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September 21, 2007

California's Hidden Bones

Bona fide bonefish are turning up in the backwaters of Southern California, with some indication that they're here to stay.

It was nearly 20 years ago--on the heels of the El Nino of 1983-84--that I first heard the rumors. Back then, Southern California anglers were preoccupied with offshore action, as schools of exotic game fish such as yellowfin tuna, dorado, striped marlin and yellowtail followed warm-water currents north from Mexico into Southland waters. Other migrants such as hammerhead sharks, triggerfish, giant squid and even pelagic red crabs were also evident, as well as some smaller marine species that slipped almost undetected into our bays and harbors. As water temperatures cooled, the offshore fish retreated, but apparently the inshore species did not. That's when word of bonefish being taken in local waters first reached my ears.

Bonefish? In California?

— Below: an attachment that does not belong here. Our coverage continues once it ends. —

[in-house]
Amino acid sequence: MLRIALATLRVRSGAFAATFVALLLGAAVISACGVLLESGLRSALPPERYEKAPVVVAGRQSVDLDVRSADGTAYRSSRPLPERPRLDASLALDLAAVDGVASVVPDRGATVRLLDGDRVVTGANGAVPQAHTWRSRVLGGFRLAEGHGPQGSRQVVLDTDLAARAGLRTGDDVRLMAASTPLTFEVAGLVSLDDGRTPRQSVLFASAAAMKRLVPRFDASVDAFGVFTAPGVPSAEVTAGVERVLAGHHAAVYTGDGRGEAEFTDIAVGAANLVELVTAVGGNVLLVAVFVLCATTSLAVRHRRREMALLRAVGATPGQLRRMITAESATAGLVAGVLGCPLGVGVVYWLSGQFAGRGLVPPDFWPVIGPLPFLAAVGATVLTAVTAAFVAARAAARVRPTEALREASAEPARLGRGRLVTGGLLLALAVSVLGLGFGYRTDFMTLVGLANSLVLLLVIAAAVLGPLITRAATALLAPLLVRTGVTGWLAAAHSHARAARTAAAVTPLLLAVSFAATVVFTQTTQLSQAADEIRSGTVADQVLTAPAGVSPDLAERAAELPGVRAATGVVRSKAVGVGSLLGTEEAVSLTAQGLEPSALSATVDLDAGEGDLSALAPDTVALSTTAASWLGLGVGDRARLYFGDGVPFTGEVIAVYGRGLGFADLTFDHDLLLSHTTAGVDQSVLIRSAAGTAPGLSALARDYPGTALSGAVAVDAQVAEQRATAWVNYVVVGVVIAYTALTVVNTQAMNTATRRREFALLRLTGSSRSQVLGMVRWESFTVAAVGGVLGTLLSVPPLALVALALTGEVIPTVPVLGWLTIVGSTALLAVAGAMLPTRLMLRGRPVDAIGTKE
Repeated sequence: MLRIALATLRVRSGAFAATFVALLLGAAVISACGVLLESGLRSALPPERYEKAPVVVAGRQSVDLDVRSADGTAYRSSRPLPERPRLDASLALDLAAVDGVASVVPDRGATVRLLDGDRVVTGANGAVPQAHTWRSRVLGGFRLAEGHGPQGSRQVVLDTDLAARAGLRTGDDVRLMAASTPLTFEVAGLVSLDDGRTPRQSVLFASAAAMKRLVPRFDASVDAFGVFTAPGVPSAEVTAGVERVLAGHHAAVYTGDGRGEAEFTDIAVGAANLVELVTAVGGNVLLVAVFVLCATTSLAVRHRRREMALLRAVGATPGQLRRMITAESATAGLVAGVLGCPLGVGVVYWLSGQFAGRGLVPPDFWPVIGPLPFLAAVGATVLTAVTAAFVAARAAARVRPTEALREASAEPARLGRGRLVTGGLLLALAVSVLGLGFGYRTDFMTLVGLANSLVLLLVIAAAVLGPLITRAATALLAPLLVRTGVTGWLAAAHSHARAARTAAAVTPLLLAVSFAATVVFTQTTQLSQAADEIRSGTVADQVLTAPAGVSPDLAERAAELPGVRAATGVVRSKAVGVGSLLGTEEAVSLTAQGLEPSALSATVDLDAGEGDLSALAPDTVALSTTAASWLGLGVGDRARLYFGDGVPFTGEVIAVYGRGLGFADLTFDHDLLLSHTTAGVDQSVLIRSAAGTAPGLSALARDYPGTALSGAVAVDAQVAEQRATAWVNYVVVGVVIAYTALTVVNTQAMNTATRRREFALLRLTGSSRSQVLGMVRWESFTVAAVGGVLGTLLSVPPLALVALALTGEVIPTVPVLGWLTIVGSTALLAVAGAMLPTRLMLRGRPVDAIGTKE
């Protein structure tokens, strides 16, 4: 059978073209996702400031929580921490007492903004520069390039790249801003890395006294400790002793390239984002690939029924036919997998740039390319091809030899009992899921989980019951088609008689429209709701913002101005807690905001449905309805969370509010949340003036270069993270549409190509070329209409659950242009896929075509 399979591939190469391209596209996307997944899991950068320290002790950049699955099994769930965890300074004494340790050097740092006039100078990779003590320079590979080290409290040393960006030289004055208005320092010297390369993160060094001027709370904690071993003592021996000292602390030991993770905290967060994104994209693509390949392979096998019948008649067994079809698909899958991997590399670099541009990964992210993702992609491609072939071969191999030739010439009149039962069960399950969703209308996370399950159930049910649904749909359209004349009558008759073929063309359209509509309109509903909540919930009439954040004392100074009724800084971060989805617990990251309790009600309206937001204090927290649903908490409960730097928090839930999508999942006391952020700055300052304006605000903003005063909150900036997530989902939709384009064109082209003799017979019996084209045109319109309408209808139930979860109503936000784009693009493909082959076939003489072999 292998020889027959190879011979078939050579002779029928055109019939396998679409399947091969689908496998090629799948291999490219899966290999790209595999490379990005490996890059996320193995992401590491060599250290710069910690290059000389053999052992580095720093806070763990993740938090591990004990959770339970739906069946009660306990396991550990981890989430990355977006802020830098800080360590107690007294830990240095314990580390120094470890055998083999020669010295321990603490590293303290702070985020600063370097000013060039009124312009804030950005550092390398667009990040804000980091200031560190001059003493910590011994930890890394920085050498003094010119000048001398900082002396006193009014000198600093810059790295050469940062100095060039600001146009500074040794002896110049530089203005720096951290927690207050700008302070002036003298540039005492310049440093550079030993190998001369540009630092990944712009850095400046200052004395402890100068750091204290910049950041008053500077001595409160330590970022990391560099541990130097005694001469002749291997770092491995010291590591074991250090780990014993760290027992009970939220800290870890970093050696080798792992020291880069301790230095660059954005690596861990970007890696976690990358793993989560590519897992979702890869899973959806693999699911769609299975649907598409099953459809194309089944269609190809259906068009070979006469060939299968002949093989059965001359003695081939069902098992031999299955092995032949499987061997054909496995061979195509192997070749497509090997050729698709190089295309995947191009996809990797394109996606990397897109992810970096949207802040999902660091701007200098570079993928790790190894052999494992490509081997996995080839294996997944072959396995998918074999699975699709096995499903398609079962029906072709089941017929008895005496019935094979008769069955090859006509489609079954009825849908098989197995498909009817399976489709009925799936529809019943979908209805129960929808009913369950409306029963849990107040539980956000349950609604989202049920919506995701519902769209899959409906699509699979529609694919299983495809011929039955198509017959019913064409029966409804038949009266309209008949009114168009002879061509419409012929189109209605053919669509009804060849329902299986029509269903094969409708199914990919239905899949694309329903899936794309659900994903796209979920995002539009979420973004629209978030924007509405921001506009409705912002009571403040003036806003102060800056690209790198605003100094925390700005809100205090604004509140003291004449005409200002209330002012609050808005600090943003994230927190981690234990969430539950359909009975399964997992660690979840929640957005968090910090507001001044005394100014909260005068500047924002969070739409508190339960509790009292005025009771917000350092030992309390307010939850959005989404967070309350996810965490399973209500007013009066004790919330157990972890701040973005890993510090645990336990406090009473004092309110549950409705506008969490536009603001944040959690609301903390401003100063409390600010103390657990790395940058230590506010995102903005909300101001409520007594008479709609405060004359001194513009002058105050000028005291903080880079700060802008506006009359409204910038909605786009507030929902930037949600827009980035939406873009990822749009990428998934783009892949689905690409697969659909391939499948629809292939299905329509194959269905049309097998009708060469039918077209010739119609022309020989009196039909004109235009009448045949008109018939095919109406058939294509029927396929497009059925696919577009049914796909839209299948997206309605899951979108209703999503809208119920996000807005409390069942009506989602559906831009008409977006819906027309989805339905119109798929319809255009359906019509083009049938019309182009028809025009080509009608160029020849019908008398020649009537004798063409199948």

The reports were vague and scattered, and I didn't give them much credence until after the mother of all El Ninos in 1997-98. That's when my father showed me hard evidence--one of five eight- to ten-inch bonefish he had caught while casting small lures from the shoreline inside Dana Point Harbor. Since then, reports of bonefish being taken from Southern California's back bays have been on the rise, though bay fishermen in the know aren't talking much. When you ask questions, you tend to get blank stares or responses like, "I could tell ya, but then I'd have to kill ya." Finally, my friend Grant Christianson invited me to join him for a morning in the far reaches of San Diego Bay, where he virtually assured me that I would hook my first bonefish.